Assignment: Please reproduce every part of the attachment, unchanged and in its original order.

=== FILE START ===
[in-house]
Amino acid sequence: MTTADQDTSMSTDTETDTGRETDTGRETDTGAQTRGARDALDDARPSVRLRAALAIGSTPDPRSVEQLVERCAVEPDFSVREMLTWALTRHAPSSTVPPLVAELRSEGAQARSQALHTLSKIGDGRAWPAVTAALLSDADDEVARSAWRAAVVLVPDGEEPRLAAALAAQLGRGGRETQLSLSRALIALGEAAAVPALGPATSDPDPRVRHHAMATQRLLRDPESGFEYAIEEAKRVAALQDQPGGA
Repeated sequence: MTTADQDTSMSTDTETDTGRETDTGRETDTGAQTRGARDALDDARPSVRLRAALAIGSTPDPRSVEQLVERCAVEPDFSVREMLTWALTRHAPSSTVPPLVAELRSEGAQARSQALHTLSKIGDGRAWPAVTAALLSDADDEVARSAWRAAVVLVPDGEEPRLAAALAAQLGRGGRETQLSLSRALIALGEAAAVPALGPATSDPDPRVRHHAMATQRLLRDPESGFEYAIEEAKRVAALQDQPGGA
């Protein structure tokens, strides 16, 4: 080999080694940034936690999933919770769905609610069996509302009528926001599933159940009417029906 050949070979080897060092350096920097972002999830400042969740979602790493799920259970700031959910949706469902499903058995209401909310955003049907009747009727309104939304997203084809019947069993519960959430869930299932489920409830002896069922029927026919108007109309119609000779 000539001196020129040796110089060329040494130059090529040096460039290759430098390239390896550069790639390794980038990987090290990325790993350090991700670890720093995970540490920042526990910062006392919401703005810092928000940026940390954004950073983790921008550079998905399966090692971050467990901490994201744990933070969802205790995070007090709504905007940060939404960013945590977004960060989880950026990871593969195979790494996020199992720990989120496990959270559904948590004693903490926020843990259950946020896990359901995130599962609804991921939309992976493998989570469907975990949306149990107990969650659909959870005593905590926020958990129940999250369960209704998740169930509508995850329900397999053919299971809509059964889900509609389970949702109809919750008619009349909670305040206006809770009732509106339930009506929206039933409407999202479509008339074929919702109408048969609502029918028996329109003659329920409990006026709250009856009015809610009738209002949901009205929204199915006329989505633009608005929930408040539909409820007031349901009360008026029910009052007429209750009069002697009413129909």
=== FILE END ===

[in-house]
Amino acid sequence: MTTADQDTSMSTDTETDTGRETDTGRETDTGAQTRGARDALDDARPSVRLRAALAIGSTPDPRSVEQLVERCAVEPDFSVREMLTWALTRHAPSSTVPPLVAELRSEGAQARSQALHTLSKIGDGRAWPAVTAALLSDADDEVARSAWRAAVVLVPDGEEPRLAAALAAQLGRGGRETQLSLSRALIALGEAAAVPALGPATSDPDPRVRHHAMATQRLLRDPESGFEYAIEEAKRVAALQDQPGGA
Repeated sequence: MTTADQDTSMSTDTETDTGRETDTGRETDTGAQTRGARDALDDARPSVRLRAALAIGSTPDPRSVEQLVERCAVEPDFSVREMLTWALTRHAPSSTVPPLVAELRSEGAQARSQALHTLSKIGDGRAWPAVTAALLSDADDEVARSAWRAAVVLVPDGEEPRLAAALAAQLGRGGRETQLSLSRALIALGEAAAVPALGPATSDPDPRVRHHAMATQRLLRDPESGFEYAIEEAKRVAALQDQPGGA
């Protein structure tokens, strides 16, 4: 080999080694940034936690999933919770769905609610069996509302009528926001599933159940009417029906 050949070979080897060092350096920097972002999830400042969740979602790493799920259970700031959910949706469902499903058995209401909310955003049907009747009727309104939304997203084809019947069993519960959430869930299932489920409830002896069922029927026919108007109309119609000779 000539001196020129040796110089060329040494130059090529040096460039290759430098390239390896550069790639390794980038990987090290990325790993350090991700670890720093995970540490920042526990910062006392919401703005810092928000940026940390954004950073983790921008550079998905399966090692971050467990901490994201744990933070969802205790995070007090709504905007940060939404960013945590977004960060989880950026990871593969195979790494996020199992720990989120496990959270559904948590004693903490926020843990259950946020896990359901995130599962609804991921939309992976493998989570469907975990949306149990107990969650659909959870005593905590926020958990129940999250369960209704998740169930509508995850329900397999053919299971809509059964889900509609389970949702109809919750008619009349909670305040206006809770009732509106339930009506929206039933409407999202479509008339074929919702109408048969609502029918028996329109003659329920409990006026709250009856009015809610009738209002949901009205929204199915006329989505633009608005929930408040539909409820007031349901009360008026029910009052007429209750009069002697009413129909």